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tdlawyer
tdlawyer, Lawyer
Category: Law
Satisfied Customers: 1096
Experience:  11 years experience of general practice.
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My partner and I are splitting up. The property is in joint

Customer Question

My partner and I are splitting up. The property is in joint names but has a deed of trust registered so that he gets 10% of the sale price ( property cost £207,000 I put in £187,000 he took out a £20,000 mortgage) we have been living together for 12 years, can you advise me how much he is likely to get out of the property etc if its sold? The property has been valued at £350,000 - 365,000 in the past few days he says he wants enough money to buy another prop[erty outright,
Submitted: 3 years ago.
Category: Law
Expert:  tdlawyer replied 3 years ago.

tdlawyer :

Hi thanks for your question. My name isXXXXX can help with this.

tdlawyer :

Presumably, the the percentages you mention are after deduction of expenses of sale?

Customer:

Yes I am presuming so

tdlawyer :

Okay, then if you assume same costs of about £1,500 (for solicitors), and a sale value of £360,000, then he would receive c. £13,650. That assumes the £20k contribution is repaid and the £207k mortgage is repaid too first. Then the percentages are applied to the net sum remaining.

Customer:

the mortgage is fully paid but says he wants more because of time and effort put into prop[erty over 12 years so how much extra could he expect please?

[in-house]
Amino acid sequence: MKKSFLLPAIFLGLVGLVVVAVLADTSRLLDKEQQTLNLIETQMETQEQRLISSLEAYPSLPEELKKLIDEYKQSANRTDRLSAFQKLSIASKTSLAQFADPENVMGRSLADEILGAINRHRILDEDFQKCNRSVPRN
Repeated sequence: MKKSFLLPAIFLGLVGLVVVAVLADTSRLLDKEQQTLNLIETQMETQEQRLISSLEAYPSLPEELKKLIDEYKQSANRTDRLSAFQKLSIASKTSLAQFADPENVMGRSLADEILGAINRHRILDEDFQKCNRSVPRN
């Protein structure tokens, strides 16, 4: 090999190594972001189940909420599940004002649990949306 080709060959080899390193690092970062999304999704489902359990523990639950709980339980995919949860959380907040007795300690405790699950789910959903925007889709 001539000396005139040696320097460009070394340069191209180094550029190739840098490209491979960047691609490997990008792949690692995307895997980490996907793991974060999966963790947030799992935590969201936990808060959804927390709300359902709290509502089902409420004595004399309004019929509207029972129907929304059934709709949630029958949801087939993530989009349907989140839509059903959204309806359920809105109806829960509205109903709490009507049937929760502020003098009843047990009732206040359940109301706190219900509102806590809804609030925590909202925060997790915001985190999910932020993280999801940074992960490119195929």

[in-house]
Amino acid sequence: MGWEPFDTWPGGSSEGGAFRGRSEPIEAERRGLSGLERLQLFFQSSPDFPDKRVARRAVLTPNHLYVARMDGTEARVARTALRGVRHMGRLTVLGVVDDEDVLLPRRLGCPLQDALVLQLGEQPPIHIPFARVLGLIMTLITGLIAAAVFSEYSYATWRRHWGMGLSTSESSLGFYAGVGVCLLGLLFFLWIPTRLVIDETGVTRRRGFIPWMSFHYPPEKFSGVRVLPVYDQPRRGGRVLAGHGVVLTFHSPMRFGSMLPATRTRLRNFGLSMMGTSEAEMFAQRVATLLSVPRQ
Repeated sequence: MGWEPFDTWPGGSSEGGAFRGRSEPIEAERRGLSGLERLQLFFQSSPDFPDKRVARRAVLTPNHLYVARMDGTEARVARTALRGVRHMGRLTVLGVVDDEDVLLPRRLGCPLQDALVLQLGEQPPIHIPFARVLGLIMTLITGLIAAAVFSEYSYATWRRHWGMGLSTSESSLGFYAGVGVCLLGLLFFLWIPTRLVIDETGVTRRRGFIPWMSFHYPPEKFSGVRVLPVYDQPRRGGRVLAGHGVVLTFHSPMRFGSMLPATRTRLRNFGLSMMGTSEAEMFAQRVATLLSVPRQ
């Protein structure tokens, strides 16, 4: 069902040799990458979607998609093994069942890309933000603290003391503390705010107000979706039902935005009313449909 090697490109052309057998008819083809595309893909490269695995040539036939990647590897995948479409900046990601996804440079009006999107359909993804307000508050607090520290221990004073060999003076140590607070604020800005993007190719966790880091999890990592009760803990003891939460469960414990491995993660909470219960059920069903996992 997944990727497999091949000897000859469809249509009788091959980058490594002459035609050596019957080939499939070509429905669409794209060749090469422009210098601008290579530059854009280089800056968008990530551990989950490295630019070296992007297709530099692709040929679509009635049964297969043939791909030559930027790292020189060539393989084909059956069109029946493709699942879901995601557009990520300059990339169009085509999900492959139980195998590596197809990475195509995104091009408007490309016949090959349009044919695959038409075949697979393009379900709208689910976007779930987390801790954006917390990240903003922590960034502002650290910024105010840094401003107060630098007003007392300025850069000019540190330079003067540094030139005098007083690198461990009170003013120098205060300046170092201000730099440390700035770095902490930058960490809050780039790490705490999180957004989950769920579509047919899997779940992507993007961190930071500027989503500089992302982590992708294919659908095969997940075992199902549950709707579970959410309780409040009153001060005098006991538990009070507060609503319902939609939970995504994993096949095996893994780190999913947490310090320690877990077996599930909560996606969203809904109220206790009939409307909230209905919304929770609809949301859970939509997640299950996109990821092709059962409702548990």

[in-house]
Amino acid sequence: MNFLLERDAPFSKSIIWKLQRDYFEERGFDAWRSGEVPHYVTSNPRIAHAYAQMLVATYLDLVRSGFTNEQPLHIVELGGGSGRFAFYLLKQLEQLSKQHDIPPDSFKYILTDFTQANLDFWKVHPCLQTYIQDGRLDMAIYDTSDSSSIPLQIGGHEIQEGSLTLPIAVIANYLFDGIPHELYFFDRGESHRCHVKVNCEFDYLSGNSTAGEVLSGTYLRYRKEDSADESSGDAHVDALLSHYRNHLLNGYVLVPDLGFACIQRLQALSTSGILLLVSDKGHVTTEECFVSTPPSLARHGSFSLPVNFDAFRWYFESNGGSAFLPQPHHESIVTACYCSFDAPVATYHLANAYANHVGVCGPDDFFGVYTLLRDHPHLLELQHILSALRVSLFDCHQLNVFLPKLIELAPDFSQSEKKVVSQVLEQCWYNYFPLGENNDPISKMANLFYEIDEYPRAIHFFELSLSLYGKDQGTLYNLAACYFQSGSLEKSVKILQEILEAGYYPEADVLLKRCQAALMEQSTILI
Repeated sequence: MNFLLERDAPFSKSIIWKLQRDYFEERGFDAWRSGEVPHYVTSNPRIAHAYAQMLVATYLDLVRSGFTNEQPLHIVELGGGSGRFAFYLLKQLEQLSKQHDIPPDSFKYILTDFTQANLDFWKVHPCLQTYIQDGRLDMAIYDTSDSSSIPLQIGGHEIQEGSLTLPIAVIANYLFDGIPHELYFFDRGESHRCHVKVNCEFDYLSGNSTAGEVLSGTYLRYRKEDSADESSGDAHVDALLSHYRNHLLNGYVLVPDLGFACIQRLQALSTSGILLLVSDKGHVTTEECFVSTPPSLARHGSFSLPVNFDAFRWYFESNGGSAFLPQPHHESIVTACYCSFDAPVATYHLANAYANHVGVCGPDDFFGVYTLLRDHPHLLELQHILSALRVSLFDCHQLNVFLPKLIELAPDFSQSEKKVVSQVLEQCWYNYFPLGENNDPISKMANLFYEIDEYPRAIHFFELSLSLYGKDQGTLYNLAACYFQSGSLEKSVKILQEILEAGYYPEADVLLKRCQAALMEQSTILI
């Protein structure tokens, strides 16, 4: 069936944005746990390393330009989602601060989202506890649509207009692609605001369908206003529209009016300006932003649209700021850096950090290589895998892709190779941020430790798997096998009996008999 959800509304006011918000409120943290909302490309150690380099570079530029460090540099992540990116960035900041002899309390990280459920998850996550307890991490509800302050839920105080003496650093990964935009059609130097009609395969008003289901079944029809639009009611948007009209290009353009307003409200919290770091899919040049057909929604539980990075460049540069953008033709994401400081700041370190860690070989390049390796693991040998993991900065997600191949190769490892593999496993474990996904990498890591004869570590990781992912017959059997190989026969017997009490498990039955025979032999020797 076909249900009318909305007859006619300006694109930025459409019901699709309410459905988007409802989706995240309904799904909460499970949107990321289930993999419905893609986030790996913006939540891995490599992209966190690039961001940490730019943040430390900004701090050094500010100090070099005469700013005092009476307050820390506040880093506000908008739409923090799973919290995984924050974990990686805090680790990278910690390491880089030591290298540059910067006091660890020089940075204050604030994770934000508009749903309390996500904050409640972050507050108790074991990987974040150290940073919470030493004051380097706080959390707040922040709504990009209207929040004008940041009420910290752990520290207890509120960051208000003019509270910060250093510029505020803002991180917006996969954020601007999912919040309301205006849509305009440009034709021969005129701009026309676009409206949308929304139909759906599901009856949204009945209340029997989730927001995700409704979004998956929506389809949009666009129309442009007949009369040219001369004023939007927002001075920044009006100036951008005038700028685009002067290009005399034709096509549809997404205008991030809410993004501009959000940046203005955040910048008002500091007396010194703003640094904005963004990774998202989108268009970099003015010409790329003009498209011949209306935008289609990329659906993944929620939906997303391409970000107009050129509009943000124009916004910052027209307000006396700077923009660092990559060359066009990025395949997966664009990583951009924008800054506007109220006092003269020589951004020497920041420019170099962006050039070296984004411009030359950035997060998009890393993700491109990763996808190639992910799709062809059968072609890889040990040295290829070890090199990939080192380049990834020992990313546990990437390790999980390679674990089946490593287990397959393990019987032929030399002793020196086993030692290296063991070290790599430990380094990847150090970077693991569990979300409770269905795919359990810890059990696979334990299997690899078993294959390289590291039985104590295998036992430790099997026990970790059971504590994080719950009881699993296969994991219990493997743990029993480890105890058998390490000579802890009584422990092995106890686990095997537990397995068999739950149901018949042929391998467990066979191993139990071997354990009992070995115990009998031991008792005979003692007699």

tdlawyer :

Did you agree to him having more?

Customer:

Not at the moment nothing has been agreed

tdlawyer :

Then that's the whole point of the declaration of trust. It sets out what you both get when a sale happens - he cannot now ask for more because of the effort put into the property.

tdlawyer :

The terms of the deed are the crucial things here.

Customer:

The terms set out that he gets 10% of the sale price but my conscience would not let him get just that he would obviously get 10% plus £20,000 what he has paid for the mortgage is that correct?

tdlawyer :

Yes, I'd taken the £20k into the figures I mentioned above, assuming that was repaid to him first.

tdlawyer :

Again, it depends on the terms of the trust, but I would imagine the intention was to repay that,and the mortgage you had, first and then apply the percentages.

Customer:

so he cannot rightly claim £80,000 plus?

tdlawyer :

I can't see how - no.

Customer:

ok thank you very much for your help - things obviously will go to stale mate

tdlawyer :

Hopefully you'll reach some agreement.

tdlawyer :

Is there anything more that I can help you with about this?

tdlawyer and other Law Specialists are ready to help you
Customer: replied 3 years ago.

Hello regarding my correspondence to you on 16th April, my partner still states that he wants enough money out of the sale of the property to buy himself another property outright as he will be 69 this year and cannot afford to take out a mortgage. Otherwise he will refuse to sell the property.

Expert:  tdlawyer replied 3 years ago.

What he wants and what he is entitled to are two different things.

If he refuses to sell because wants more, then you could issue a court claim against him asking the court for an order to sell the property. The court is likely in most cases of relationship breakdown etc., to sell it, especially where there are no young children.

Tony